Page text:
Don't Ask, Don't Tell: If the Senate Won't End It, the Courts Will

On December 9, the Senate voted once again not to repeal the military policy of Don't Ask, Don't Tell -- even after a DOD-commissioned study found that the overwhelming majority of troops and their dependents supported the repeal or were neutral.

They disregarded testimony from the top military and civilian leaders -- Secretary of Defense Gates and Chairman of the Joint Chiefs of Staff Admiral Mullen -- in favor of retaining a discriminatory policy that forces troops to betray the integrity that our military holds as a core value. Because senators like John McCain insist the policy works, and senators like Saxby Chambliss fear that if homosexual troops serve openly, good order and discipline will disintegrate into alcohol, adultery, and body art.


In addition to these delusions harbored by bigoted and ignorant senators, they're also neglecting the warning shots fired by troops who have been discharged under Don't Ask, Don't Tell. The senate may consider this matter closed, but the courtroom battles have just begun.

Another lawsuit was filed yesterday in US District Court in San Francisco on behalf of three discharged troops, including my friend, former Air Force Major Mike Almy. The Servicemembers Legal Defense Network noted that "if [the Senate doesn't] act to repeal Don't Ask, Don't Tell the courts could step in and order an integration timetable that is less to the Pentagon's liking."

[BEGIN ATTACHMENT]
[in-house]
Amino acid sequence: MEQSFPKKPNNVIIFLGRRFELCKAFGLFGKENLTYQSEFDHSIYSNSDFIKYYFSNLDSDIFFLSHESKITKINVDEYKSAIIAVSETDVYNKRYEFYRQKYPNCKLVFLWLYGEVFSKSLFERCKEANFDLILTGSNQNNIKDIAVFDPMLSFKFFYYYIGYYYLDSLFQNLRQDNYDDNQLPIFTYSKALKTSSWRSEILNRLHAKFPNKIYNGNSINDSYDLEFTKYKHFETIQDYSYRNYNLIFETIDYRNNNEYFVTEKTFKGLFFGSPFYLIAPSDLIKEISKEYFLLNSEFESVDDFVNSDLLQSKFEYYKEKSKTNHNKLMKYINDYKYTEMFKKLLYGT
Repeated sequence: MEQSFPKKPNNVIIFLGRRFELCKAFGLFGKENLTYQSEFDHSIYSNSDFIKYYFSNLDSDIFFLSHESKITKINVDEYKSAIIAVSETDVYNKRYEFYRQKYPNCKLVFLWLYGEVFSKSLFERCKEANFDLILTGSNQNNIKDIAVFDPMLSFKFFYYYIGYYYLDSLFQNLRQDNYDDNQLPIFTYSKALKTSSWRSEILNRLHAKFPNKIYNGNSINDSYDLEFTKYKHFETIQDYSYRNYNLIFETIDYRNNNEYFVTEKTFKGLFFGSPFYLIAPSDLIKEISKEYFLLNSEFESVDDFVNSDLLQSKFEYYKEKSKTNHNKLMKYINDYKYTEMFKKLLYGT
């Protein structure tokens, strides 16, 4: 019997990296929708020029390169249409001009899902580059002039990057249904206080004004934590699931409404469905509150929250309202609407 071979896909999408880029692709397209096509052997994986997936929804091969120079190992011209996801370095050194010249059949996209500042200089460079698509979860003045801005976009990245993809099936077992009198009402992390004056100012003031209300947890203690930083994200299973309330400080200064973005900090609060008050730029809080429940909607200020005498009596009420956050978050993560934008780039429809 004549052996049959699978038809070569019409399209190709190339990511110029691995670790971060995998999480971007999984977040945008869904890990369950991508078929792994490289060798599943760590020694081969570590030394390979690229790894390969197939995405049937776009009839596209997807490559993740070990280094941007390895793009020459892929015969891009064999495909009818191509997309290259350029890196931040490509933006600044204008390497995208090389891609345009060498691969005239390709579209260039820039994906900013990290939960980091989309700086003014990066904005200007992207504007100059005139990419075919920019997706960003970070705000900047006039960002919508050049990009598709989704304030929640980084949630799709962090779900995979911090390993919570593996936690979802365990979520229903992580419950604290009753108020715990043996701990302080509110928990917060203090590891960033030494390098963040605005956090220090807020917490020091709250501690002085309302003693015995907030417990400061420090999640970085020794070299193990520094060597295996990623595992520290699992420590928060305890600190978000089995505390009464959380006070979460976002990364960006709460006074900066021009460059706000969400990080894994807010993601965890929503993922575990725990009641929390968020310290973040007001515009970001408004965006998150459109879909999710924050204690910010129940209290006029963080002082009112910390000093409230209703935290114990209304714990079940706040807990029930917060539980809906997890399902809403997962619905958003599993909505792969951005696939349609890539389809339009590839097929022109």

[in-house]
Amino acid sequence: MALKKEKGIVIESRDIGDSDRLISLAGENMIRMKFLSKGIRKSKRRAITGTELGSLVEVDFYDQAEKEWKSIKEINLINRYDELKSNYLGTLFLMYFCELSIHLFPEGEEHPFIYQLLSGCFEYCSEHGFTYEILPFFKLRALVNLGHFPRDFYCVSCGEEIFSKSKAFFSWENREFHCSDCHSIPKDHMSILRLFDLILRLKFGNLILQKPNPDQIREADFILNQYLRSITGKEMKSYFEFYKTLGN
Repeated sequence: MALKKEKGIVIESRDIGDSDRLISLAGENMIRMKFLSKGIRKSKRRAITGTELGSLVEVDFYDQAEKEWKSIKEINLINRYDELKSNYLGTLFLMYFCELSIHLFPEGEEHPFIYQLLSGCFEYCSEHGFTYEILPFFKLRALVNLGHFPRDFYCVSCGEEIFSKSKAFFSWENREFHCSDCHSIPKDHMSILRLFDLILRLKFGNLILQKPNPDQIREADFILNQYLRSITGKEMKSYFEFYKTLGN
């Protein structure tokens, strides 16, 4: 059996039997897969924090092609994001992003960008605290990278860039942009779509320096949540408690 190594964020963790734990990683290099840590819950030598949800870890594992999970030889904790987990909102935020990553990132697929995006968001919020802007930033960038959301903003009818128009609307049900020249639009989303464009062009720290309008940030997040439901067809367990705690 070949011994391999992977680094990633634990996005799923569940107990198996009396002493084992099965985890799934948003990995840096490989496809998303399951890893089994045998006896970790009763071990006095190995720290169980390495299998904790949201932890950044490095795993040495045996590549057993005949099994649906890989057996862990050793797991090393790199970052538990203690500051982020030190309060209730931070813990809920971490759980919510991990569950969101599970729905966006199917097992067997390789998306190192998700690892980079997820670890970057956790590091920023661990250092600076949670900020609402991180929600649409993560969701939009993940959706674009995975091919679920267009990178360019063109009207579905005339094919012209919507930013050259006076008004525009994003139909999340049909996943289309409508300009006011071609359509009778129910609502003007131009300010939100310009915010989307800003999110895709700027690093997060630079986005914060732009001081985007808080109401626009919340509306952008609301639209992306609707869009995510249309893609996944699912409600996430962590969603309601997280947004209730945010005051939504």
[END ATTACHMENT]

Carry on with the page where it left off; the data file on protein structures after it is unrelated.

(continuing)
Secretary of Defense Gates cautioned the Senate of the very same potential outcome during his testimony when the study results were released, and again last Friday after the repeal was voted down.

I'm never in favor of the courts acting in a legislative capacity. I don't want this decision to come down to the courts. That's not in the best interest of our military, and it sets a harmful precedent. But when our legislators fail to acknowledge the unconstitutionality of a law, it's up to the courts to set them straight.

Apparently Senate Republicans care far more about partisan politics than they do about the good of the military. They won't listen to military leaders or military troops or the American people. They claim to be concerned about the impact of open service on military readiness, but they're willing to let the timetable fall to the courts rather than recognize the inevitable: Don't Ask, Don't Tell will be repealed. They are not only bigoted and ignorant, but they are failing to lead -- utterly inexcusable behavior among those who were elected to do just that.


Image via Jeff Sheng

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